I want a fully electric car. One that can go 200 km at highway speeds on an over-night charge. I might accept a chargeable hybrid: one that has sufficient battery capacity to go 100 km or so on a full charge before the gas engine kicks in.
I have decided I don’t want a hydrogen fuel cell car. I thought fuel cells were a good idea a few years ago. But now hydrogen fuel cell vehicles are just another way for the oil companies to sell really expensive processed oil.
Batteries, hydrogen fuel cells, gasoline: they are all different ways to make energy mobile for consumption in a vehicle. Hydrogen *could* be produced without oil, but it won’t be: the fuel oil companies will see to that. Electricity, however, already has a lot of centralized methods of production that are much more efficient than processing and burning gasoline and hydrogen. Even coal, the dirtiest of the electricity generating options, can be made more efficient than burning gasoline, and far cheaper than any petroleum based hydrogen will ever be. The only problem today is how best to store electricity in the car in an efficient manner.
Hydrogen powered vehicles have the same basic problem as electric ones: efficient energy storage. Hydrogen gas is tough to compress and store in a way that will give the same kind of range as gasoline. But the advantage to electric vehicles is that they have the *potential* to remove oil from the equation entirely. And regardless, producing the electricity directly is about three times more efficient then producing hydrogen to put in a fuel cell vehicle which then produces electricity.
Modern batteries are *almost* good enough for my 200 km range that I’ve noted above. A vehicle based around such batteries could be built today for about $100,000. You can order one today, if you want: the technology exists right now. Fuel cell vehicles are still hard pressed with current technology to achieve the same range…and the best available today would cost more like $1,000,000. The industry experts say that hydrogen fuel cell vehicles are probably at least 30 years from being practical.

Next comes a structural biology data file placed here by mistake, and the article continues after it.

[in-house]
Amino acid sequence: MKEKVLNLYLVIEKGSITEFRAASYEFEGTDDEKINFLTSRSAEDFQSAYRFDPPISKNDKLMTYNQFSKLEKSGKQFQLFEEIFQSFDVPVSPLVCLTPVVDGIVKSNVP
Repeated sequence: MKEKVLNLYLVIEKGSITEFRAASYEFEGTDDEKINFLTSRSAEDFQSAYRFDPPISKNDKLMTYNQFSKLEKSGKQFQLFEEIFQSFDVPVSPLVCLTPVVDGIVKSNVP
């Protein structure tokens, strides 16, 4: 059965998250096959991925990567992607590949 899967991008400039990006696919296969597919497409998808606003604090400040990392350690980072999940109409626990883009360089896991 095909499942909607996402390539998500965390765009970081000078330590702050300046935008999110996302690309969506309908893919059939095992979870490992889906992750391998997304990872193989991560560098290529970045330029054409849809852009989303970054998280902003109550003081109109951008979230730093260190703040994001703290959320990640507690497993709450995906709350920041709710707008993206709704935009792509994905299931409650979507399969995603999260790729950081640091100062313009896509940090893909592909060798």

What prompted this rant? I just finished watching Who Killed the Electric Car, a documentary mostly about the death of the GM EV-1. Ten years ago, there was already a fully electric car with a growing support infrastructure available in the United States. That car was lease only, and when the leases expired GM took every one back. They then systematically erased all evidence that the car had ever existed, going so far as to destroy every returned car. Once the cars were all destroyed, GM fought tooth and nail to overthrow the Zero Emissions laws in California. The final nail in the coffin was when the U.S. Federal Government took California to court to erase their ZEV laws for good. George Bush and his oil-company crony enriched administration saw to that.
I strongly recommend taking the time to watch Who Killed the Electric Car if you see it in your TV schedule. It isn’t fun or exciting…but it is thought provoking.